I've thought all along that the salary-cap challenged Ravens won't be able to afford Osemele. But if they see him as a potential long-term answer at left tackle and make him an offseason priority, that could change things.

Flexible roster

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The Ravens still haven't announced the Ryan Mallett signing and coach John Harbaugh made it clear Monday that the team is planning on promoting cornerbacks Jumal Rolle and Sheldon Price from the practice squad.

There will obviously be a need to make corresponding moves, but roster flexibility is not a problem. Chris Canty is heading to injured reserve with a torn pectoral muscle, so that's one spot. Matt Schaub, Marlon Brown and Crockett Gillmore also could be I.R.-bound. And the acquisition of another quarterback probably jeopardizes Bryn Renner's roster spot as, well.

Draft update

With three games remaining, the Ravens are in position to get the fourth overall draft pick. The Cleveland Browns, Tennessee Titans and San Diego Chargers all have three wins, while the Ravens are among four teams with four victories.

Even if the Ravens lose out – and that's a distinct possibility if not a likelihood given their remaining schedule – it's going to be tough to rise higher than the third pick.

That's because the Browns still have to play at Seattle and at Kansas City, and home against Pittsburgh. I'm not sure I see a win there. The Titans have to play at New England and Indianapolis, and home against Houston. They'll be significant underdogs in all three. The Ravens could, however, fall below the Chargers who play Miami, Oakland and Denver over final three games.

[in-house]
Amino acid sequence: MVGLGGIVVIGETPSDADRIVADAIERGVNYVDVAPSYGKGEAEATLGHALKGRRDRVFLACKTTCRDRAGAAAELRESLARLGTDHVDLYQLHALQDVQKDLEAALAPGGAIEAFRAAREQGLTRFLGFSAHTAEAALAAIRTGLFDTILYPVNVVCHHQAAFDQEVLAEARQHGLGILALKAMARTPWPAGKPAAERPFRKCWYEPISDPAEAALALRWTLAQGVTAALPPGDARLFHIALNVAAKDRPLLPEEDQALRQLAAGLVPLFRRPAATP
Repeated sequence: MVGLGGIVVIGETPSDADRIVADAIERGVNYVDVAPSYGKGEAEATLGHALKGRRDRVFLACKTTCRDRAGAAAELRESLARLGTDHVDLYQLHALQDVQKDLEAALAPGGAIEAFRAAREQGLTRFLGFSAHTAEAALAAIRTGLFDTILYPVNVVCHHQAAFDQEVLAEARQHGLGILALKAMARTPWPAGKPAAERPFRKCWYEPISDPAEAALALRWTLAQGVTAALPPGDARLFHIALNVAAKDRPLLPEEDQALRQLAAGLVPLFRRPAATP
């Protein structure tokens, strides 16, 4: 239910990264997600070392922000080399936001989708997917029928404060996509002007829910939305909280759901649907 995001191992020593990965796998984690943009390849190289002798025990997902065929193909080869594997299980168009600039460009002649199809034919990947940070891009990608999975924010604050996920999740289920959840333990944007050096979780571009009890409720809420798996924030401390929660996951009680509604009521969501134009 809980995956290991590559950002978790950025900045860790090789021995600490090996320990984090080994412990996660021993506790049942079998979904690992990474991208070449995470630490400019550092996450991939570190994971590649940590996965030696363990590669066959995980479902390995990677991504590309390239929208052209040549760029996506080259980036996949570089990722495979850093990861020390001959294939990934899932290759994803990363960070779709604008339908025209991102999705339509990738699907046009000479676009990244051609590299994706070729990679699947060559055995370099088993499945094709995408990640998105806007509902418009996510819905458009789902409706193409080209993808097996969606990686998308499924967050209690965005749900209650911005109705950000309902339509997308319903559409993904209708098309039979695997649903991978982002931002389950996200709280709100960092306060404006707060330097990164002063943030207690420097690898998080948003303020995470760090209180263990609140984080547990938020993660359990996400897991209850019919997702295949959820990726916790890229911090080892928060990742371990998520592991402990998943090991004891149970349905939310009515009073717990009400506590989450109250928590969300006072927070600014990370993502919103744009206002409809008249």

Rookie opportunity

Canty's pectoral injury will give rookie Carl Davis a chance to get back in the defensive line rotation. The third-round pick has been inactive for three straight weeks.

Davis played a ton of snaps in the preseason and he might have hit the rookie wall a little bit, but ultimately, he just became a victim of a numbers game. The Ravens are deep along the defensive line and Davis and Kapron Lewis-Moore have been the odd men out. But Davis remains a nice NFL prospect.

Pro Bowl chances

Online Pro Bowl balloting closes today and the team will be announced live on NFL Network next Tuesday.

If you ask me, three Ravens have had seasons worthy of Pro Bowl recognition: right guard Marshal Yanda, nose tackle Brandon Williams and punter Sam Koch.

Anybody beyond that would be a little bit of a stretch, but we'll see what happens.

Mack miss

Oakland Raiders outside linebacker Khalil Mack's emergence as one of the league's top pass rushers certainly isn't a surprise to Ravens general manager Ozzie Newsome. Remember, the Ravens were aggressive in trying to move up in the 2014 draft to get in position to draft Mack, the former University of Buffalo standout.

The Ravens had the 17th overall pick and knew that they needed to get in the top five to select Mack, a player that they coveted. Their offer to the Raiders included their first-rounder in 2014 and a future first-rounder, if not more.

The Raiders declined and selected Mack with the fifth overall pick. The Ravens stayed at 17 and drafted C.J. Mosley and have no regrets with that selection despite the inside linebacker's uneven sophomore season.

However, Mack's five-sack performance against the Denver Broncos Sunday is the latest proof that he's becoming a game-wrecking player, which the Ravens projected.